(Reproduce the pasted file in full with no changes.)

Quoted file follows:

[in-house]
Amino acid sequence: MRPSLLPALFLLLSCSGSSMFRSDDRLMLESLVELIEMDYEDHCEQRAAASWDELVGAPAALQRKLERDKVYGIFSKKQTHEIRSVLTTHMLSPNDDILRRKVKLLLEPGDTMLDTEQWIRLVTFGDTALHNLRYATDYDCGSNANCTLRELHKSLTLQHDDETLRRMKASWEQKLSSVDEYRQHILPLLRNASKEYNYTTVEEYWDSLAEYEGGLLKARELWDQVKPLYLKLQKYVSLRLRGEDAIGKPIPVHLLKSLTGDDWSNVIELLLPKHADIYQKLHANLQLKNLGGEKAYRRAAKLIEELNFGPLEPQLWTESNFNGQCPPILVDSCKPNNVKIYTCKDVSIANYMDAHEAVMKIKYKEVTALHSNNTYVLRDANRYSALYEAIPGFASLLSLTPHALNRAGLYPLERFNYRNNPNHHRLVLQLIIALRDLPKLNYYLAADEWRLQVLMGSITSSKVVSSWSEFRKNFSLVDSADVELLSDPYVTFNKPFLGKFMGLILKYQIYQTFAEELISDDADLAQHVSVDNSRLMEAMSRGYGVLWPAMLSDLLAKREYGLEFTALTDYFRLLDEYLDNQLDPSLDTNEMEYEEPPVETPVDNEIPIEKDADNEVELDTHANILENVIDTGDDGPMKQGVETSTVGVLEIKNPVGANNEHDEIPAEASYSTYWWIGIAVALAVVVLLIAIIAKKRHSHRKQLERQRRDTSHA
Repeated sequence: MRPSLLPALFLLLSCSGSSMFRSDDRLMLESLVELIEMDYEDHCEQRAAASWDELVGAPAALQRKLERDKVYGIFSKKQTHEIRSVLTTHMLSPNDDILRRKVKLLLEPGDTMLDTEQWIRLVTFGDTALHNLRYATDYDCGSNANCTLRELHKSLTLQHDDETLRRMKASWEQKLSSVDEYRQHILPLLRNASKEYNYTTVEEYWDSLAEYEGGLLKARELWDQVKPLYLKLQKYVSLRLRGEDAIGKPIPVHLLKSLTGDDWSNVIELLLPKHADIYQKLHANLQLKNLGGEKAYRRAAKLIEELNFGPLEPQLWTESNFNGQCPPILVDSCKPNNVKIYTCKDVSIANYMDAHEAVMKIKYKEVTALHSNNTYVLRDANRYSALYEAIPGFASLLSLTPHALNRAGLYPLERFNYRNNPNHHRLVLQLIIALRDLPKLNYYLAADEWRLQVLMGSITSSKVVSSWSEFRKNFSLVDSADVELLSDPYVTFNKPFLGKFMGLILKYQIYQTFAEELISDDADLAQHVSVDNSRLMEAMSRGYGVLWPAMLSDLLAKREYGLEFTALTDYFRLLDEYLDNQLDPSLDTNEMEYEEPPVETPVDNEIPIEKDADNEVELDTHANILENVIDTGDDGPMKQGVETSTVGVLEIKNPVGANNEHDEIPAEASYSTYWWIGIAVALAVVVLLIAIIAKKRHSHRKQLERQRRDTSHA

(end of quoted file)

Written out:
[in-house]
Amino acid sequence: MRPSLLPALFLLLSCSGSSMFRSDDRLMLESLVELIEMDYEDHCEQRAAASWDELVGAPAALQRKLERDKVYGIFSKKQTHEIRSVLTTHMLSPNDDILRRKVKLLLEPGDTMLDTEQWIRLVTFGDTALHNLRYATDYDCGSNANCTLRELHKSLTLQHDDETLRRMKASWEQKLSSVDEYRQHILPLLRNASKEYNYTTVEEYWDSLAEYEGGLLKARELWDQVKPLYLKLQKYVSLRLRGEDAIGKPIPVHLLKSLTGDDWSNVIELLLPKHADIYQKLHANLQLKNLGGEKAYRRAAKLIEELNFGPLEPQLWTESNFNGQCPPILVDSCKPNNVKIYTCKDVSIANYMDAHEAVMKIKYKEVTALHSNNTYVLRDANRYSALYEAIPGFASLLSLTPHALNRAGLYPLERFNYRNNPNHHRLVLQLIIALRDLPKLNYYLAADEWRLQVLMGSITSSKVVSSWSEFRKNFSLVDSADVELLSDPYVTFNKPFLGKFMGLILKYQIYQTFAEELISDDADLAQHVSVDNSRLMEAMSRGYGVLWPAMLSDLLAKREYGLEFTALTDYFRLLDEYLDNQLDPSLDTNEMEYEEPPVETPVDNEIPIEKDADNEVELDTHANILENVIDTGDDGPMKQGVETSTVGVLEIKNPVGANNEHDEIPAEASYSTYWWIGIAVALAVVVLLIAIIAKKRHSHRKQLERQRRDTSHA
Repeated sequence: MRPSLLPALFLLLSCSGSSMFRSDDRLMLESLVELIEMDYEDHCEQRAAASWDELVGAPAALQRKLERDKVYGIFSKKQTHEIRSVLTTHMLSPNDDILRRKVKLLLEPGDTMLDTEQWIRLVTFGDTALHNLRYATDYDCGSNANCTLRELHKSLTLQHDDETLRRMKASWEQKLSSVDEYRQHILPLLRNASKEYNYTTVEEYWDSLAEYEGGLLKARELWDQVKPLYLKLQKYVSLRLRGEDAIGKPIPVHLLKSLTGDDWSNVIELLLPKHADIYQKLHANLQLKNLGGEKAYRRAAKLIEELNFGPLEPQLWTESNFNGQCPPILVDSCKPNNVKIYTCKDVSIANYMDAHEAVMKIKYKEVTALHSNNTYVLRDANRYSALYEAIPGFASLLSLTPHALNRAGLYPLERFNYRNNPNHHRLVLQLIIALRDLPKLNYYLAADEWRLQVLMGSITSSKVVSSWSEFRKNFSLVDSADVELLSDPYVTFNKPFLGKFMGLILKYQIYQTFAEELISDDADLAQHVSVDNSRLMEAMSRGYGVLWPAMLSDLLAKREYGLEFTALTDYFRLLDEYLDNQLDPSLDTNEMEYEEPPVETPVDNEIPIEKDADNEVELDTHANILENVIDTGDDGPMKQGVETSTVGVLEIKNPVGANNEHDEIPAEASYSTYWWIGIAVALAVVVLLIAIIAKKRHSHRKQLERQRRDTSHA